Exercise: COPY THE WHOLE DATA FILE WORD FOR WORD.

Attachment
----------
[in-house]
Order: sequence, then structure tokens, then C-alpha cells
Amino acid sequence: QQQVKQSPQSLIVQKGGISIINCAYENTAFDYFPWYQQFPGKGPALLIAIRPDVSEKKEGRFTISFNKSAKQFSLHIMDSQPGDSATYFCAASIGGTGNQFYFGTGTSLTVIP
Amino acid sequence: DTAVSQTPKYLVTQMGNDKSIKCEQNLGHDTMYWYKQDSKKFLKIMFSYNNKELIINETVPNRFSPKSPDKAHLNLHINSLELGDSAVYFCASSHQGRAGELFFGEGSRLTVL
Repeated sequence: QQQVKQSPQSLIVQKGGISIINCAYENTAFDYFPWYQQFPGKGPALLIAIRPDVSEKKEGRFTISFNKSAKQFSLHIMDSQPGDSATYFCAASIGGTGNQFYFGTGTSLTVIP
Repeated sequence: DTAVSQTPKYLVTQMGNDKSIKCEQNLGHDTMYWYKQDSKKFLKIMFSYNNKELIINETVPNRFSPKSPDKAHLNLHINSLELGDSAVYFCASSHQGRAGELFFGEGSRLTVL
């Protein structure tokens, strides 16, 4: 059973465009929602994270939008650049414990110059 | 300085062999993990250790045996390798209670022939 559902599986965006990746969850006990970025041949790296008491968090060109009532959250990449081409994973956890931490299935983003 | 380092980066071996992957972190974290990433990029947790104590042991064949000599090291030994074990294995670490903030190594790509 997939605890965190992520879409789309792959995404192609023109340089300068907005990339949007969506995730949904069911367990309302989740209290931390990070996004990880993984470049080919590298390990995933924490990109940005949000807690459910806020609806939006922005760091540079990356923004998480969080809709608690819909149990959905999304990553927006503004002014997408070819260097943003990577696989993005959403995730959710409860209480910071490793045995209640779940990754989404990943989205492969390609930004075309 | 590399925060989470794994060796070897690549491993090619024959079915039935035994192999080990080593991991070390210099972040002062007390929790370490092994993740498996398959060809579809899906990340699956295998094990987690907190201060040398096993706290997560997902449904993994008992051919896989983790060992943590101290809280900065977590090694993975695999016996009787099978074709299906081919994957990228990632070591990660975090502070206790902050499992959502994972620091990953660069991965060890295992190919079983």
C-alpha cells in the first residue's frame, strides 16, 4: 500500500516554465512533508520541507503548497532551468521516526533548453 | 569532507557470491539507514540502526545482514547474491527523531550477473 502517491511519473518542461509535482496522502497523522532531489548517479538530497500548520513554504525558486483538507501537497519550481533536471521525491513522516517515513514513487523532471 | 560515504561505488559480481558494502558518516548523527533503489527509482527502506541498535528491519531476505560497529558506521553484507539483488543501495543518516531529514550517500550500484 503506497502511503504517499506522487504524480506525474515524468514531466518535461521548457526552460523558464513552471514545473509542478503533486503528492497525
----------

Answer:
[in-house]
Order: sequence, then structure tokens, then C-alpha cells
Amino acid sequence: QQQVKQSPQSLIVQKGGISIINCAYENTAFDYFPWYQQFPGKGPALLIAIRPDVSEKKEGRFTISFNKSAKQFSLHIMDSQPGDSATYFCAASIGGTGNQFYFGTGTSLTVIP
Amino acid sequence: DTAVSQTPKYLVTQMGNDKSIKCEQNLGHDTMYWYKQDSKKFLKIMFSYNNKELIINETVPNRFSPKSPDKAHLNLHINSLELGDSAVYFCASSHQGRAGELFFGEGSRLTVL
Repeated sequence: QQQVKQSPQSLIVQKGGISIINCAYENTAFDYFPWYQQFPGKGPALLIAIRPDVSEKKEGRFTISFNKSAKQFSLHIMDSQPGDSATYFCAASIGGTGNQFYFGTGTSLTVIP
Repeated sequence: DTAVSQTPKYLVTQMGNDKSIKCEQNLGHDTMYWYKQDSKKFLKIMFSYNNKELIINETVPNRFSPKSPDKAHLNLHINSLELGDSAVYFCASSHQGRAGELFFGEGSRLTVL
């Protein structure tokens, strides 16, 4: 059973465009929602994270939008650049414990110059 | 300085062999993990250790045996390798209670022939 559902599986965006990746969850006990970025041949790296008491968090060109009532959250990449081409994973956890931490299935983003 | 380092980066071996992957972190974290990433990029947790104590042991064949000599090291030994074990294995670490903030190594790509 997939605890965190992520879409789309792959995404192609023109340089300068907005990339949007969506995730949904069911367990309302989740209290931390990070996004990880993984470049080919590298390990995933924490990109940005949000807690459910806020609806939006922005760091540079990356923004998480969080809709608690819909149990959905999304990553927006503004002014997408070819260097943003990577696989993005959403995730959710409860209480910071490793045995209640779940990754989404990943989205492969390609930004075309 | 590399925060989470794994060796070897690549491993090619024959079915039935035994192999080990080593991991070390210099972040002062007390929790370490092994993740498996398959060809579809899906990340699956295998094990987690907190201060040398096993706290997560997902449904993994008992051919896989983790060992943590101290809280900065977590090694993975695999016996009787099978074709299906081919994957990228990632070591990660975090502070206790902050499992959502994972620091990953660069991965060890295992190919079983």
C-alpha cells in the first residue's frame, strides 16, 4: 500500500516554465512533508520541507503548497532551468521516526533548453 | 569532507557470491539507514540502526545482514547474491527523531550477473 502517491511519473518542461509535482496522502497523522532531489548517479538530497500548520513554504525558486483538507501537497519550481533536471521525491513522516517515513514513487523532471 | 560515504561505488559480481558494502558518516548523527533503489527509482527502506541498535528491519531476505560497529558506521553484507539483488543501495543518516531529514550517500550500484 503506497502511503504517499506522487504524480506525474515524468514531466518535461521548457526552460523558464513552471514545473509542478503533486503528492497525